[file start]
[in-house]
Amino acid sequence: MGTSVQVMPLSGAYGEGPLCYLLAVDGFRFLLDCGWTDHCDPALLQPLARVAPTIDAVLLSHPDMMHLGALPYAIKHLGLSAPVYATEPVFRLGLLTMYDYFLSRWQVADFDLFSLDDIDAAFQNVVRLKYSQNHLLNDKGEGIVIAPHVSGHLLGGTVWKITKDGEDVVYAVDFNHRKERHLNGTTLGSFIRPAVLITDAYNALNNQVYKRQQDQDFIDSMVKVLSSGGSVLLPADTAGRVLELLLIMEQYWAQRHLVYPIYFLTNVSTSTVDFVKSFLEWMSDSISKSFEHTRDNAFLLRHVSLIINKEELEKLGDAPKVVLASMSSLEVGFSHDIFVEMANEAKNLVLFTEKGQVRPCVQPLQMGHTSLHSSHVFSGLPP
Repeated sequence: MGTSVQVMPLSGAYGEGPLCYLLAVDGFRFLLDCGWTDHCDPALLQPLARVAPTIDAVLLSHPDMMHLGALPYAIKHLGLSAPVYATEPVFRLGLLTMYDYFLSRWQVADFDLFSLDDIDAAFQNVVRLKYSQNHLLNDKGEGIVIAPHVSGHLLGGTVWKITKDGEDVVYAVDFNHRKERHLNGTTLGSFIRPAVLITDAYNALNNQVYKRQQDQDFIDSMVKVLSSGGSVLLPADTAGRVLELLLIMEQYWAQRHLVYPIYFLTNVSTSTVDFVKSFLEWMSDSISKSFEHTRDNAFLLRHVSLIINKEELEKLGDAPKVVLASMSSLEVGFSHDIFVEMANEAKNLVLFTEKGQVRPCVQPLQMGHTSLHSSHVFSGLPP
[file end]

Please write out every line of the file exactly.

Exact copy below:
[in-house]
Amino acid sequence: MGTSVQVMPLSGAYGEGPLCYLLAVDGFRFLLDCGWTDHCDPALLQPLARVAPTIDAVLLSHPDMMHLGALPYAIKHLGLSAPVYATEPVFRLGLLTMYDYFLSRWQVADFDLFSLDDIDAAFQNVVRLKYSQNHLLNDKGEGIVIAPHVSGHLLGGTVWKITKDGEDVVYAVDFNHRKERHLNGTTLGSFIRPAVLITDAYNALNNQVYKRQQDQDFIDSMVKVLSSGGSVLLPADTAGRVLELLLIMEQYWAQRHLVYPIYFLTNVSTSTVDFVKSFLEWMSDSISKSFEHTRDNAFLLRHVSLIINKEELEKLGDAPKVVLASMSSLEVGFSHDIFVEMANEAKNLVLFTEKGQVRPCVQPLQMGHTSLHSSHVFSGLPP
Repeated sequence: MGTSVQVMPLSGAYGEGPLCYLLAVDGFRFLLDCGWTDHCDPALLQPLARVAPTIDAVLLSHPDMMHLGALPYAIKHLGLSAPVYATEPVFRLGLLTMYDYFLSRWQVADFDLFSLDDIDAAFQNVVRLKYSQNHLLNDKGEGIVIAPHVSGHLLGGTVWKITKDGEDVVYAVDFNHRKERHLNGTTLGSFIRPAVLITDAYNALNNQVYKRQQDQDFIDSMVKVLSSGGSVLLPADTAGRVLELLLIMEQYWAQRHLVYPIYFLTNVSTSTVDFVKSFLEWMSDSISKSFEHTRDNAFLLRHVSLIINKEELEKLGDAPKVVLASMSSLEVGFSHDIFVEMANEAKNLVLFTEKGQVRPCVQPLQMGHTSLHSSHVFSGLPP